If density or neutron are missing or density is affected by rough hole conditions, choose a method from the Handbook Index appropriate for the log curves available.

Density Neutron Complex Lithology Crossplot - Oil and Water cases,
                                       or Gas zones with crossover.


STEP 3: Calculate mineralogy.
If the well penetrates a young sand shale sequence, this step is not usually required as there are few heavy minerals in the sands. In Lower Cretaceous and older rocks, choose a method from the Handbook Index appropriate for the log curves available.

STEP 4: Calculate permeability and flow capacity.
If the analysis is for water quality (salinity, TDS) only, this step is not required. If the aquifer is being assessed for injection of waste water or production of industrial or drinking water, this step is essential.

Estimate irreducible water saturation from porosity-saturation product using assumed Buckle's Number (KBICKL). Graph at right shows the intimate relationship between porosity (vertical axis), irreducible water saturation (horizontal axis), permeability (diagonal lines), and Buckle's Number (hyperbolic lines running from top left to lower right). A constant Buckle's Number indicates a uniform rock type. The equation is:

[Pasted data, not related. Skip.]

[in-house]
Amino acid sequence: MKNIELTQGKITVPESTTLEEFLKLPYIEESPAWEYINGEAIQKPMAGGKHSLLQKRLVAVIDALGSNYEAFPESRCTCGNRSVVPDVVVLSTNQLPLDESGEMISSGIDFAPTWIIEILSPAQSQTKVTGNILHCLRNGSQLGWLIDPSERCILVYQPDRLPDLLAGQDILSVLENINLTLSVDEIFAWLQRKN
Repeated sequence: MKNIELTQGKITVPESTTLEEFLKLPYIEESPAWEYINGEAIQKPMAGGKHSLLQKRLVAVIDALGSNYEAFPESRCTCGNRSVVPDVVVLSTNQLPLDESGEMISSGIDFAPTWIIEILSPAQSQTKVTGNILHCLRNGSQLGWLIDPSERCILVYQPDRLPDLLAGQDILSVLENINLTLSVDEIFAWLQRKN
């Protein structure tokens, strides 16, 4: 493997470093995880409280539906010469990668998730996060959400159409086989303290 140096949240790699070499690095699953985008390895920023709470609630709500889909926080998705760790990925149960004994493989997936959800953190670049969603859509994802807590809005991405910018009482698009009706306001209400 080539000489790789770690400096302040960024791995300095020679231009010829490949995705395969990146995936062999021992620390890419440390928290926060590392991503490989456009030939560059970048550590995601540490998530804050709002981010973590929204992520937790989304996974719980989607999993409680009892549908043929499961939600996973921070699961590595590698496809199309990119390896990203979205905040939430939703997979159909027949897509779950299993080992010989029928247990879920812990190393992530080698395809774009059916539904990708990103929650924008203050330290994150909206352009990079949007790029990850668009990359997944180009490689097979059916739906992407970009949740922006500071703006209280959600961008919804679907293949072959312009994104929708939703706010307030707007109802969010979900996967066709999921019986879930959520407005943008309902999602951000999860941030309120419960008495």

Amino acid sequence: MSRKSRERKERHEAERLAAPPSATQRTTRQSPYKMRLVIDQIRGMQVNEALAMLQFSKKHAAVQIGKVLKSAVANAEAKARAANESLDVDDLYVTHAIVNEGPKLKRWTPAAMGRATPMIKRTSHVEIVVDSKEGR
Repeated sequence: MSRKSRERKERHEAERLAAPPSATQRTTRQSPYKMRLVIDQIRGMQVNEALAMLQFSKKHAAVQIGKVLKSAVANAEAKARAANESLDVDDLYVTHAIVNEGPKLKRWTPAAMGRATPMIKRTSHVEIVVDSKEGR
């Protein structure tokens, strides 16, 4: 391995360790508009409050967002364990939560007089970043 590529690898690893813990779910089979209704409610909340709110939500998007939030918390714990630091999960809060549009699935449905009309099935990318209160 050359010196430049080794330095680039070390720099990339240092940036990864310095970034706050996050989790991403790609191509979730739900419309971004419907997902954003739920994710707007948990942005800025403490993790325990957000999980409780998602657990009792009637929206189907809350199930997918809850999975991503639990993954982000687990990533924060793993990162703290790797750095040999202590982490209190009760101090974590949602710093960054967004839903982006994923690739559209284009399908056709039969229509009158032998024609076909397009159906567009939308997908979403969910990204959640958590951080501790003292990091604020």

8: SWir = KBUCKL / PHIe / (1 - Vsh)

Calculate permeability from Wyllie-Rose equation:
      9: Perm = CPERM * (PHIe^6) / (SWir^2)

For coarse to medium grained sands, KBUCKL = 0.0300 to 0.0500, higher for fine grain, lower for carbonates. Default = 0.0400.

Default for CPRM = 100,000. Adjust to calibrate to core permeability.

Flow capacity is:
      10: Kh = Perm * (BASE - TOP)

Where TOP and BASE are measured depths of top and base of this aquifer. Note that in a horizontal well, Kh is Perm times the length of the wellbore exposed to the aquifer.
See Initial Productivity Estimates to convert Kh to a flow rate.

  Calculate and compare permeability derived from well logs, 5 Methods.

STEP 5: Calculate apparent water resistivity at formation temperature.
In relatively clean rocks, the Archie model using appropriate electrical properties is sufficient:
      11: Rwa@FT = (PHIt ^ M) * RESD / A

It is useful to also calculate Rwa at 75F or 25C using Arp's equation, to allow us to compare log derived values to lab water analysis reports or water catalogs:
      12: Rwa@75F = Rwa@fT * (FT+ 6.8) / (75 + 6.8)      with temperatures in Fahrenheit
OR 13: Rwa@25C = Rwa@fT * (FT+ 21.5) / 275 + 21.5)  with temperatures in Celsius

for carbonates A = 1.00  M = 2.00   (Archie Equation as first published)
for sandstone  A = 0.62  M = 2.15    (Humble Equation)
                          A = 0.81  M = 2.00 (Tixier Equation - simplified version of Humble Equation)

Asquith (1980 page 67) quoted other authors, giving values for A and M, with N = 2.0, showing the wide range of possible values:
Average sands              A = 1.45  M = 1.54
Shaly sands                  A = 1.65  M = 1.33
Calcareous sands         A = 1.45  M = 1.70
Carbonates                   A = 0.85  M = 2.14